In response to the coronavirus outbreak, the U.S. Department of Labor recently announced new guidance outlining ways states can be more flexible in administering and expanding unemployment insurance (UI) programs in order to assist employees affected by COVID-19.
Generally speaking, UI is a joint state–federal program that provides cash benefits to eligible workers. Although each state has discretion to establish its own eligibility guidelines, an employee typically is eligible for UI benefits if they:
- Are unemployed through no fault of their own;
- Meet certain work and wage requirements; and
- Meet any other additional state requirements.
The federal government’s new guidance allows states to be more flexible in paying UI benefits related to COVID-19 where:
- An employer temporarily ceases operations due to COVID-19, preventing employees from coming to work;
- An individual is quarantined with the expectation of returning to work after the quarantine is over; and
- An individual leaves employment due to a risk of exposure or infection or to care for a family member.
As a result of the rapidly changing environment, nearly all 50 states have issued guidance specifying how they have expanded their UI programs to cover employees affected by COVID-19. However, not all states have expanded UI benefits to the same extent, and there are variations in each state with respect to things like furloughs, charge-back rates to employers, and how UI benefits interact with paid leave, among other things.
Are COVID-19-related UI benefits charged back to the employer?
It depends on the state. A handful of jurisdictions, such as Iowa, Maine, and the District of Columbia, have taken the position that benefits paid for reasons related to COVID-19 will not be charged to an employer’s experience rating, such that their UI contributions should not increase. However, other states like Delaware have made clear that they will not exclude COVID-19 claims from employer experience ratings, meaning employers could see an increase in their unemployment tax rate. Many other states have not provided any guidance on this issue.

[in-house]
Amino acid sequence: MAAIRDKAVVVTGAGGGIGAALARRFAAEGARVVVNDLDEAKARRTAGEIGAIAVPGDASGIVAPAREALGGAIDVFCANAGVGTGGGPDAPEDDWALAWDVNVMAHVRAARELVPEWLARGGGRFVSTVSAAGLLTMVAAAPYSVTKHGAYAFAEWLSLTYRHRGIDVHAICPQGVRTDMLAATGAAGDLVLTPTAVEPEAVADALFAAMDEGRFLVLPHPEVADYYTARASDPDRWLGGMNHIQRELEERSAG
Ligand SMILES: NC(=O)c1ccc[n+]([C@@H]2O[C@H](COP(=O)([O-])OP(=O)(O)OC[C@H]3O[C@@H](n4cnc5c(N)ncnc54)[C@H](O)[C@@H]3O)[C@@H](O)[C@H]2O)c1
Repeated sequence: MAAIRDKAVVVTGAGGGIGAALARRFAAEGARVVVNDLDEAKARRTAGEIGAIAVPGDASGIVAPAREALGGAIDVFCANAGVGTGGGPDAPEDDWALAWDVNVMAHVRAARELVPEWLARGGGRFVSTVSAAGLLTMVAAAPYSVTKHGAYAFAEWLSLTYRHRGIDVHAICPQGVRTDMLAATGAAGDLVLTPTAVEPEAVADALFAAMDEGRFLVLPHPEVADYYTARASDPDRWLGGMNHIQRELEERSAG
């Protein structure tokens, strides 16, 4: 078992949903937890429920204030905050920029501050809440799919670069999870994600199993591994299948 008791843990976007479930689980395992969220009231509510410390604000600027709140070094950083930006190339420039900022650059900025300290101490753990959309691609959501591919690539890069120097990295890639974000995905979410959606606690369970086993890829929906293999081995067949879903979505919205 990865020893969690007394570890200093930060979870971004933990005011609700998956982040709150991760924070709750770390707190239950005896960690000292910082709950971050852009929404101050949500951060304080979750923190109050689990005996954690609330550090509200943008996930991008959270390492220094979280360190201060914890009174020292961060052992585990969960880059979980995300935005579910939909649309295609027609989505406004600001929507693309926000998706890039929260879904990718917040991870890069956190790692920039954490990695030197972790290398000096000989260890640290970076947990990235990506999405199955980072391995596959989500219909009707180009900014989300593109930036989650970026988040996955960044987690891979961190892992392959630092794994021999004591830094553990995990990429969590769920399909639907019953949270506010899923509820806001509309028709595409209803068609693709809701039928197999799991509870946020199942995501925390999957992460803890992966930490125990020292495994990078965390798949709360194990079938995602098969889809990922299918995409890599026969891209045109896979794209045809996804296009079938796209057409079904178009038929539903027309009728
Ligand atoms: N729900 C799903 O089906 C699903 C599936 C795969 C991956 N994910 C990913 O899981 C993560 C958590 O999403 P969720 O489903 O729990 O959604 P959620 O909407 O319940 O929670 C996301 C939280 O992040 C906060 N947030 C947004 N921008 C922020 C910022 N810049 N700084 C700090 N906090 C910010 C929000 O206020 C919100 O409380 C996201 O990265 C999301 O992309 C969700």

If an employee’s hours are reduced, is the employee eligible for UI benefits?
The majority of states appear to have taken the position that an employee whose work hours are reduced due to COVID-19 may be eligible for at least partial UI benefits, but it is important to check with counsel if you have a question in this regard.
Are employees required to comply with the one-week waiting period?
Most, if not all, states typically require employees to wait a period of one week before they can apply for UI benefits. At this point, the majority of states have waived the one-week waiting period if they are applying for benefits due to COVID-19.
Are employees required to search for work while unemployed due to COVID-19?
Generally speaking, an employee must actively be searching for work in order to be eligible for unemployment benefits. However, in light of the coronavirus pandemic, many companies have had to temporarily terminate employees because of business closures or lack of production, but anticipate rehiring employees when the COVID-19 emergency is over. As a result, a number of states, such as Delaware, the District of Columbia, Ohio, and Pennsylvania (among others), have waived the work search requirement when an employee applies for benefits for COVID-19-related reasons.
Other states have not waived the work search requirement completely, but have relaxed it. For instance, in Maryland, UI claimants may meet the work search requirement by performing other reemployment-related activities such as creating a resume or completing online classes. And, Maryland waives the work search requirement if an employer has temporarily laid off a claimant and provided a return-to-work date that is less than 10 weeks in the future. Similarly, Minnesota has also relaxed the work search requirement such that claimants may comply with the requirement by looking for suitable work that does not pose a risk to the claimant’s health or the health of others, or by staying in contact with their employer if the claimant is only temporarily laid off.
Are furloughed employees eligible for UI benefits?
In many states, UI benefits have not been restricted to those employees who have been terminated. Rather, numerous states allow employees who have been furloughed, or placed out of work entirely or given a modified or reduced schedule, to collect UI benefits as well. For instance, California provides partial wage replacement benefits to workers whose hours are reduced through no fault of their own, and eligible individuals can receive benefits that range from $40 to $450 per week. Arizona, Georgia, Hawaii, Louisiana, and Maine have followed suit. States are likely to expand the scope of workers that qualify for UI benefits, such as part time, temporary and seasonal employees.
If you have questions regarding the applicability of a certain state’s UI benefits to your workforce, please contact your Reed Smith attorney or the authors of this blog for assistance.